Throughout her life she would stand up to racist bigotry on a number of other occasions: threatening to commit vehicular homicide on a real estate agent who sought to enforce restrictive covenants in her family’s chosen Nashville neighborhood; standing up to racist comments whenever she heard them, from friends, family members, or total strangers. The fear which often paralyzes whites and makes us unwilling to challenge racism–described by James Baldwin as the fear of being "turned away from the welcome table" of white society–was something that played no part in her life. She was a woman of principle, and although not an activist, in her own way she nonetheless instilled in her children and grandchildren a sense of right and wrong which was unshakeable in this regard. She is in no small part responsible for who I am and what I do today.
But enough of the praise. Heaping accolades on the dead is not my intention here. For there is another part of this story which is less heartwarming, and yet more instructive and important than anything said heretofore. It is the part about my grandmother’s death.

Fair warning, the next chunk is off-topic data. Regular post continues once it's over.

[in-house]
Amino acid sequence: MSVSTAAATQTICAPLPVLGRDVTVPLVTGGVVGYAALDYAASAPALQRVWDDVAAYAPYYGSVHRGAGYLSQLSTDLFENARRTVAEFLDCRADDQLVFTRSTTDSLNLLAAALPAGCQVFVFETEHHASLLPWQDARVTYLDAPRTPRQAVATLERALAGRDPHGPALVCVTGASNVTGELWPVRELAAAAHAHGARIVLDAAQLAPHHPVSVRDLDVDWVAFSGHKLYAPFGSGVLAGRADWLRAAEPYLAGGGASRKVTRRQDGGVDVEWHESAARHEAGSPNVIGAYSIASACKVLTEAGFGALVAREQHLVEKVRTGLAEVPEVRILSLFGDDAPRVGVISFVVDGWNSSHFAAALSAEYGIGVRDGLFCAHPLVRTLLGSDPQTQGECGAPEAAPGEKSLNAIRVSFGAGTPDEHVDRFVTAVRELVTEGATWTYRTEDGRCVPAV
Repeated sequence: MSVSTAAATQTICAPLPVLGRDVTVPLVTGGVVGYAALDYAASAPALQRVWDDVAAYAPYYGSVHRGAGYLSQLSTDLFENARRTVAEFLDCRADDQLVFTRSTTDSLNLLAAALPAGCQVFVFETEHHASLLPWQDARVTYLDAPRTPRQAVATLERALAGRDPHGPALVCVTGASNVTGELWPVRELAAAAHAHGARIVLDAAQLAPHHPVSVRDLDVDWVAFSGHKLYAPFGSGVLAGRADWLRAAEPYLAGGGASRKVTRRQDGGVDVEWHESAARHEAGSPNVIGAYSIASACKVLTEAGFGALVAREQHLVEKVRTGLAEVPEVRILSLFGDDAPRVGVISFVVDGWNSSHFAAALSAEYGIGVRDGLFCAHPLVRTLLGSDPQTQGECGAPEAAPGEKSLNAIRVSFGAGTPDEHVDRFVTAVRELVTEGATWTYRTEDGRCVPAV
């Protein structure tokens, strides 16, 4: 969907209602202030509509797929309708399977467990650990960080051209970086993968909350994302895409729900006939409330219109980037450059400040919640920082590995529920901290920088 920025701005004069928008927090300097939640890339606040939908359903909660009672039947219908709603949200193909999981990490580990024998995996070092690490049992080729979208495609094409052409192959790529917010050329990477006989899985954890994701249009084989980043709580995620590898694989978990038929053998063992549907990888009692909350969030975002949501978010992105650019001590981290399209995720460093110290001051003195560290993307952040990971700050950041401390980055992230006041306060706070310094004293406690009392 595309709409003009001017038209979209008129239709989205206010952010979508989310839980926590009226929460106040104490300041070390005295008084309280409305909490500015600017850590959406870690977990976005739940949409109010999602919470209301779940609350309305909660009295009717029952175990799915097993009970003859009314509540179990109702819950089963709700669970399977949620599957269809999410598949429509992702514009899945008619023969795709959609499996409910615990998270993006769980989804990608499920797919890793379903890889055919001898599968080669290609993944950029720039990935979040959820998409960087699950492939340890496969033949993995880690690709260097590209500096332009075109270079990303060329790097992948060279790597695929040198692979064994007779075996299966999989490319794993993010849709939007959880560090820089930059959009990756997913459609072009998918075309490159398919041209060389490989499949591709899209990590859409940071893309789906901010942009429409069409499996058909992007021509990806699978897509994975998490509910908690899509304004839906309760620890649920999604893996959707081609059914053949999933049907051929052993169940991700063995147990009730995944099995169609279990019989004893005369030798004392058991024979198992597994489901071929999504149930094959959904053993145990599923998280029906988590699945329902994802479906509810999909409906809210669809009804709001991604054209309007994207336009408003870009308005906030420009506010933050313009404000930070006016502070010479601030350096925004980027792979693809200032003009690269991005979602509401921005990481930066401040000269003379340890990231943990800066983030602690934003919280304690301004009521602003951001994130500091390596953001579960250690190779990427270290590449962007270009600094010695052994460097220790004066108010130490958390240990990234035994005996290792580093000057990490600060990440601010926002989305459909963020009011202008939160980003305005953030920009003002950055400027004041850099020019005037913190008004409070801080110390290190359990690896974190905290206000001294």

A few years ago it became obvious that MawMaw, as we knew her, was developing Alzheimer’s disease at a fairly rapid pace. Anyone who has watched a loved one suffer with this condition knows how difficult it is to witness the deterioration that takes place. The forgotten memories come first. Then the forgotten names. Then the unfamiliar faces. Then the terror and anger of feeling abandoned. And finally, a regression back to a virtual infant stage of development, complete with the sucking in of one’s lips so typical of newborns. It is a fascinating disease, in that it renders otherwise healthy persons helpless, eventually causing not only a mental meltdown, but a physiological one as well. It renders its victims incapable of reason or comprehensible thought. It saps the conscious mind of its energy, and therein lies the point of my story.